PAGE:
Licensees should remain focused on their organisation’s data security given the persistence of threats as cybersecurity issues continue to rise globally. As entities in an International Financial Centre, Cayman Islands based firms are exceptionally vulnerable to data breaches. Thus, the Authority sees this issue as important and one that requires ongoing attention. While we recognise that many of our licensees have robust data security systems, we also recognise that there may be others that simply do not, or may have systems that are improper or inadequate. Going forward, the Authority will review licensees’ approaches to data security risk management. Depending on a licensee’s business and risk profile, we will examine one or more of the following areas: technical controls, incident response, and staff training. As part of our reviews, the Authority will also consider licensees’ ability to protect the confidentiality, integrity and availability of sensitive customer and other information.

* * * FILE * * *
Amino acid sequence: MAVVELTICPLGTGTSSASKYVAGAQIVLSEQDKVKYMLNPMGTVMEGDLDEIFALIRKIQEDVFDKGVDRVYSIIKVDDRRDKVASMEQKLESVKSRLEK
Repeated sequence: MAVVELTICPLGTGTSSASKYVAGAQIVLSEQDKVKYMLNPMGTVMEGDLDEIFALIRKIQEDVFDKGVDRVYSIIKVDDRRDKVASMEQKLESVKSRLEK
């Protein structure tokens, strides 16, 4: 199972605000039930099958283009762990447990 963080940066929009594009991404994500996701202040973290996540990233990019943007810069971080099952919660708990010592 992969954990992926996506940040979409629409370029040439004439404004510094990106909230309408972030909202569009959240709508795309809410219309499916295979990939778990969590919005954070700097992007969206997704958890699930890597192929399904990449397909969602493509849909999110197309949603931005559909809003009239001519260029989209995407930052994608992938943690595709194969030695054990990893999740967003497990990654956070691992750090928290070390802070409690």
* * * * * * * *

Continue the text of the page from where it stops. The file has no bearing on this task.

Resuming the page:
Through our recent off-site reviews we have observed that a small number of larger licensees have successfully developed and implemented “living” registers, as a part of their risk framework, to identify, capture, monitor and mitigate key risks specific to their business activities and operations. These risk registers – which are widely used by institutions in all major financial centres – provide senior management and the Board with a key tool to (i) assess how the business environment is changing, (ii) evaluate the probability and impact of changes to a licensee’s business and risk environment and (ii) put in place mitigating actions and controls to eliminate or at least minimise its risks. Over the past year we have seen a rapidly changing market environment that has given rise to new business, management and operational risks. Going forward, licensees need to be highly vigilant as to how they manage these new developments – to this end, putting in place a dynamic risk register is a vital management tool. During the course of the year, the Authority will be making further enquires as to the steps being taken by licensees to improve the way they monitor and manage emerging risks.